Beautiful article. I can relate totally. Enjoy!
She witnessed her friend get hit and killed by a car. On top of that, her parents were getting divorced. Then two more of her friends from school died suddenly. Life was terrifying and confusing. She was only 16.
The girl’s father didn’t know what else to do, so he bought his daughter a motivational set of tapes called How to Be a No-Limit Person.
The girl listened to the tapes. She became meticulous about the information she fed her mind. She soon made a habit of listening to motivational and inspirational CD’s. (Insert eye-rolling from the cynics and gutless here.)
Because she was still in high school, her interests became a running joke amongst her friends and classmates:
“It actually became a joke in high school, because nobody wanted to ride home with me after a party. They would say, ‘[She’s] going to make me listen to that crap.’ Literally, people would be like, ‘Don’t get trapped in [her] car. She’ll make you listen to this totally wackadoodle guy named Wayne Dyer.’”
The jokes from her peers and friends continued, but the girl kept absorbing the best information she could find.
She suspected that there were many things missing from what she was “learning” at school, so she kept seeking out wisdom. She joined the debate team and began to conquer her natural fear of public speaking. After high school she got into a decent college, but left after two years to pursue a legal communications degree at another school. She wasn’t sure what she wanted to do…
Maybe become an attorney? The next step was to take the LSAT so she could get into law school. She took the test once, and her score was way too low to get into any decent law school. She studied, took a prep course, and got the same result. Law school wouldn’t be in her future.
Desperate for a job, she auditioned to be Goofy at Disney World. She wasn’t tall enough, they said. She continued undeterred to push for any job she could. The only role Disney offered her was that of ride attendant/greeter. She happily took it. But her happiness was short-lived. The girl was soon met by former classmates. They instantly remembered her and her silly motivational tapes. The memories of their jokes still stung. Running into them as a greeter at Disney World was almost unbearable.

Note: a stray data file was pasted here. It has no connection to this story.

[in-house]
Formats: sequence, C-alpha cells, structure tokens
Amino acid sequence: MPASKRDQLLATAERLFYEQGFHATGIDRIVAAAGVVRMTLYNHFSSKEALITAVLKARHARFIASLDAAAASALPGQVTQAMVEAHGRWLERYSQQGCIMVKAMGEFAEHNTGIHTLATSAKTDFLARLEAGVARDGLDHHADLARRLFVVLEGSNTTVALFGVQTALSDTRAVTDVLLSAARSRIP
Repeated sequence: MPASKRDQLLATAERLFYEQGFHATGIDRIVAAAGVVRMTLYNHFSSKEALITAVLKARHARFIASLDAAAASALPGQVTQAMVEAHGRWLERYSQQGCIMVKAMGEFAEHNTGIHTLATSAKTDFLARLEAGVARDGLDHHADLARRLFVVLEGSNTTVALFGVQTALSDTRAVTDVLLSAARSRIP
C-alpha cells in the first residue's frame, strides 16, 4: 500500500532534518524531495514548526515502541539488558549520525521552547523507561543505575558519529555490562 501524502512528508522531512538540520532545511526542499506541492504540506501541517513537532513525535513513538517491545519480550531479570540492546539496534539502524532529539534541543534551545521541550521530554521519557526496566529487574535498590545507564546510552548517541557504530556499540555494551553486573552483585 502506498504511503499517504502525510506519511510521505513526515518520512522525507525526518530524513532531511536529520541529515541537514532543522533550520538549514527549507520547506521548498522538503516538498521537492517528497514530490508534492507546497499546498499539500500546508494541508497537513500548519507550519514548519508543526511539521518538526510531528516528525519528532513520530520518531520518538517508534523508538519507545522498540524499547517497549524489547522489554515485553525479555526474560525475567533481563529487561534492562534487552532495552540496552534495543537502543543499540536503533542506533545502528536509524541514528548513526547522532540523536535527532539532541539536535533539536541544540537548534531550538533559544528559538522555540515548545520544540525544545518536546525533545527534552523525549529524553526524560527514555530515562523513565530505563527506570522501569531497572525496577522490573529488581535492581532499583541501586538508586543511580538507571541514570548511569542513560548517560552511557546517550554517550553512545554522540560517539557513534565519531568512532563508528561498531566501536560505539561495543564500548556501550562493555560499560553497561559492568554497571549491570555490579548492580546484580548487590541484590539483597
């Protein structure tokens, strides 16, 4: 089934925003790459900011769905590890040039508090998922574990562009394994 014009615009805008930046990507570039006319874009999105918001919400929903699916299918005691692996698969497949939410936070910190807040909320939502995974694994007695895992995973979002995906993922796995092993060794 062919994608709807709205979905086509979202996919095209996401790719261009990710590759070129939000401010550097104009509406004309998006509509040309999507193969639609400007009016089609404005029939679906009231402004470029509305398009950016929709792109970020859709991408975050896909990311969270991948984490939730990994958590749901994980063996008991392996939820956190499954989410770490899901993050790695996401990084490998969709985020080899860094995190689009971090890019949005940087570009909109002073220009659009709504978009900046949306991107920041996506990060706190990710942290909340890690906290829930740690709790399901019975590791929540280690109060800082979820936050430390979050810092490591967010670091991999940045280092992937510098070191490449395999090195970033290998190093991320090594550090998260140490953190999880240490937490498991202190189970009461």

The girl quit after just three months and took a job selling office equipment door to door. It wasn’t glamorous — door to door direct selling is one of the most challenging jobs in the world. On top of that, she was selling expensive fax machines to businesses… not an easy sale.
She was still terrified of public speaking and knew she had to eliminate these fears. She began doing stand-up comedy in the evenings. Every night was the same… she felt like throwing up before going on stage. During the day, she faced countless “no’s”, slammed doors, hung up phones — constant disrespect and derision. At night, while everyone else was relaxing or drinking themselves into oblivion, she was terrorizing herself by forcing herself onstage.
If she was serious about a better life, she knew she was going to have to create it. Instead of getting discouraged, she doubled down on filling her mind with inspiration and visions of what she wanted. She wasn’t sure about what she would create, just that she wanted it to be something that improved the lives of millions. She started searching for “the” idea. She needed something that would pull her out of her current situation. At the same time, she knew what happened when you dared to display ambitions or good ideas around friends and family. So she didn’t tell anyone around her what she was working on… for an entire year. She raised her standards, became wholly focused on improving herself, and refused to let the armchair critics win..
“I knew I wanted my life to be different than it currently was, so I took inventory of my strengths and weaknesses. I recognized that one of my strengths was selling. I really enjoyed it and knew I was good at it.”
“So I said, ‘OK, I want to invent or create a product that I can sell that’s my own and not somebody else’s, and I want it to be something I can sell to millions of people. And I want it to be something that makes people feel good.’ I wrote that specifically in my journal, and I just kept looking for when it was going to show up in my life. I was on high alert.”
Many observers might have laughed at her lofty goal. Why? Perhaps because it’s psychologically painful when we see someone setting standards for themselves that are higher than our own (often non-existent) standards.
After writing those words, THE idea eventually came to her, and she got to work. Word got out that she was working on something… that she hadinvented something. She devoted nights and weekends to it, skipped parties, and stopped hanging out with those “friends” who were quietly waiting to rationalize away any of her ideas.
It would have been easy to think it was impossible, or that her current situation suggested she couldn’t do it. After all, she was still living at home, had been selling office equipment door to door for seven years, was dating a loser, and only had $5,000 in savings.
She didn’t have a product yet, but she did have THE idea that could become one. Suddenly, she didn’t just have the idea… the idea had her.
She went to law firms and tried to get them to help her patent the idea. One of the attorneys later reflected on the pitch and said,